Where does it come from? Can you ask for this gift?
When the day of Pentecost had come, they were all together in one place. And suddenly a sound came from heaven like the rush of a mighty wind, and it filled all the house where they were sitting. And there appeared to them tongues as of fire, distributed and resting on each one of them. And they were all filled with the Holy Spirit and began to speak in other tongues, as the Spirit gave them utterance. (Acts 2:1-4)
These verses from the Acts of the Apostles associate the coming of the Holy Spirit upon the apostles and their reception of a particular gift of “speaking in tongues.” The apostles were astounded by this gift as it was discovered that even though the place was filled with a wide variety of people who spoke different languages, everyone heard and understood what was being said.
Ever since then certain Christians have experienced a similar phenomenon and claim to have received the “gift of tongues,” able to interpret and speak languages that were foreign to them.
The Catechism of the Catholic Church speaks of this type of miraculous gift as a special “charism.”
There are furthermore special graces, also called charisms after the Greek term used by St. Paul and meaning “favor,” “gratuitous gift,” “benefit.” Whatever their character — sometimes it is extraordinary, such as the gift of miracles or of tongues — charisms are oriented toward sanctifying grace and are intended for the common good of the Church. They are at the service of charity which builds up the Church. (CCC 2003)
The Catholic Encyclopedia explains, “In post-Biblical times St. Irenæus tells us that ‘many’ of his contemporaries were heard ‘speaking through the Spirit in all kinds (pantodapais) of tongues’ … St. Francis Xavier is said to have preached in tongues unknown to him and St. Vincent Ferrer while using his native tongue was understood in others.”
The gift of tongues is exactly that, a special gift given by God for a specific purpose in building up the kingdom of God.
Recently this special charism has become a feature of various Catholic and Christian groups. The Catholic Charismatic Movement has much to say about this particular gift and how it is utilized by the Church.
As with all the gifts of the Spirit, these graces (or charisms), as St. Thomas Aquinas taught, are for evangelisation – the sharing of the faith.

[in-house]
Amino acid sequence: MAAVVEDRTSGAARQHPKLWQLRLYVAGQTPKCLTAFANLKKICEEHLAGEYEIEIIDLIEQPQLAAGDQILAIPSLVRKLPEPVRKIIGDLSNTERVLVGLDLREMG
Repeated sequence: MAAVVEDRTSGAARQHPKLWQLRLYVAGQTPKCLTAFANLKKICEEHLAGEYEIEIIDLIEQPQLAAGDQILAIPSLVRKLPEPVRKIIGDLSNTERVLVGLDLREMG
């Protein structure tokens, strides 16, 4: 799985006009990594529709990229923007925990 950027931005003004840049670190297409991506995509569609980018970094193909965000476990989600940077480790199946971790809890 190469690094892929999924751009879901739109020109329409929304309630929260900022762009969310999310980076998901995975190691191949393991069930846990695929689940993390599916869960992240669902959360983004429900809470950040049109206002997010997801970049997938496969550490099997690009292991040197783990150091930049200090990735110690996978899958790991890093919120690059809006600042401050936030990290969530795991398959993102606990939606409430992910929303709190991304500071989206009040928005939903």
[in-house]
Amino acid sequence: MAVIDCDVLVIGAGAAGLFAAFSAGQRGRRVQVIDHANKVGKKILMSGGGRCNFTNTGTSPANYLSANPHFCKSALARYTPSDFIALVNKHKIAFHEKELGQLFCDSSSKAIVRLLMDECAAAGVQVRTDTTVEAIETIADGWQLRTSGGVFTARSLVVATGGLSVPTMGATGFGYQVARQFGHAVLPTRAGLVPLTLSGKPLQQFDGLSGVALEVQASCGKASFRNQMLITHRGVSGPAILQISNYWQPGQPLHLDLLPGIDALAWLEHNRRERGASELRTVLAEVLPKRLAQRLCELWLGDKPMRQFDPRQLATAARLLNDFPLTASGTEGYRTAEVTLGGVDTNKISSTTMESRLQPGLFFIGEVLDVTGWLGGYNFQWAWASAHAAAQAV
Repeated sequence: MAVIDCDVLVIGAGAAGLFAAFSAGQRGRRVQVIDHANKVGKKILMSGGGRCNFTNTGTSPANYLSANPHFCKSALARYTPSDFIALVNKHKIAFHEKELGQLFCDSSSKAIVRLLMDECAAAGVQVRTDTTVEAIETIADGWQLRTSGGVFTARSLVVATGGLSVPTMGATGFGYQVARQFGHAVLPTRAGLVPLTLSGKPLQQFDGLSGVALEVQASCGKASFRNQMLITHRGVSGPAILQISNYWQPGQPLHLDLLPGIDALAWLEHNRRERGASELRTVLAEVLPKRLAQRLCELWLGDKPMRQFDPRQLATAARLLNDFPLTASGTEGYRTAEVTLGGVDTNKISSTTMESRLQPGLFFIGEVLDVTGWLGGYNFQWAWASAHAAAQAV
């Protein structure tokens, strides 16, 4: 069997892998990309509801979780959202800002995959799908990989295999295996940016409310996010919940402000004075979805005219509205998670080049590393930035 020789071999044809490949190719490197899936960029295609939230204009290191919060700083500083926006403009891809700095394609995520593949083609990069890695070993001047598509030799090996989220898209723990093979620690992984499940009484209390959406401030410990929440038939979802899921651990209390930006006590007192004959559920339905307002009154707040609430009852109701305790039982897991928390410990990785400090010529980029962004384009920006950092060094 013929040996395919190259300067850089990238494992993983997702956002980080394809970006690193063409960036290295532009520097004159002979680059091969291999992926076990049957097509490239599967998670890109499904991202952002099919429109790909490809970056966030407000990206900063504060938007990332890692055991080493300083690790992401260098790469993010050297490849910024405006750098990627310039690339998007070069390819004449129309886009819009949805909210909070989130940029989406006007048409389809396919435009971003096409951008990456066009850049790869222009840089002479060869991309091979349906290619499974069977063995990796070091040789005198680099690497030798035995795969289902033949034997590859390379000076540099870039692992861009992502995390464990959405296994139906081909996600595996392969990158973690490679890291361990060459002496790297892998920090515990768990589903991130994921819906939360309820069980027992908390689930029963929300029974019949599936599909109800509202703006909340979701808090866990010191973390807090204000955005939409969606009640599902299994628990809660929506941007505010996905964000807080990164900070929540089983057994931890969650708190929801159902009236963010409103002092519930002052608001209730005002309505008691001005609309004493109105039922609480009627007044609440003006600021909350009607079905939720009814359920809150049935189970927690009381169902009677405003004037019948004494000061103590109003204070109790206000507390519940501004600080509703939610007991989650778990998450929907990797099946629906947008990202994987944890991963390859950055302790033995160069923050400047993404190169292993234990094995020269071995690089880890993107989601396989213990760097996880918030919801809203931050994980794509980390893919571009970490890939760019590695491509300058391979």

This is obvious in the case of speaking in tongues (as opposed to praying in tongues); for example, one friend at university was enabled by the Holy Spirit to speak to a group of French students, even though he knew no French. He was not only able to help them but also to share his faith with these young people.
I’ve also heard of a man who went to a synagogue and started praying along in tongues and heard later from his neighbour in the service that he had been praying fluently in Hebrew.
As noted here, “speaking in tongues” is not to be confused with “praying in tongues,” which is understood to be something much different and can often seem like a string of unidentifiable utterances.
Relatively very few people are granted the charism of speaking in tongues, as God grants various kinds of gifts to each person, not seeking uniformity, but diversity. St. Paul explains this in his letter to the Corinthians.
Now there are varieties of gifts, but the same Spirit; and there are varieties of service, but the same Lord; and there are varieties of working, but it is the same God who inspires them all in every one. To each is given the manifestation of the Spirit for the common good. To one is given through the Spirit the utterance of wisdom, and to another the utterance of knowledge according to the same Spirit, to another faith by the same Spirit, to another gifts of healing by the one Spirit, to another the working of miracles, to another prophecy, to another the ability to distinguish between spirits, to another various kinds of tongues, to another the interpretation of tongues. All these are inspired by one and the same Spirit, who apportions to each one individually as he wills. (1 Corinthians 12:4-11)
It is a gift from God, one that is directed toward a purpose and must be received with an open heart.
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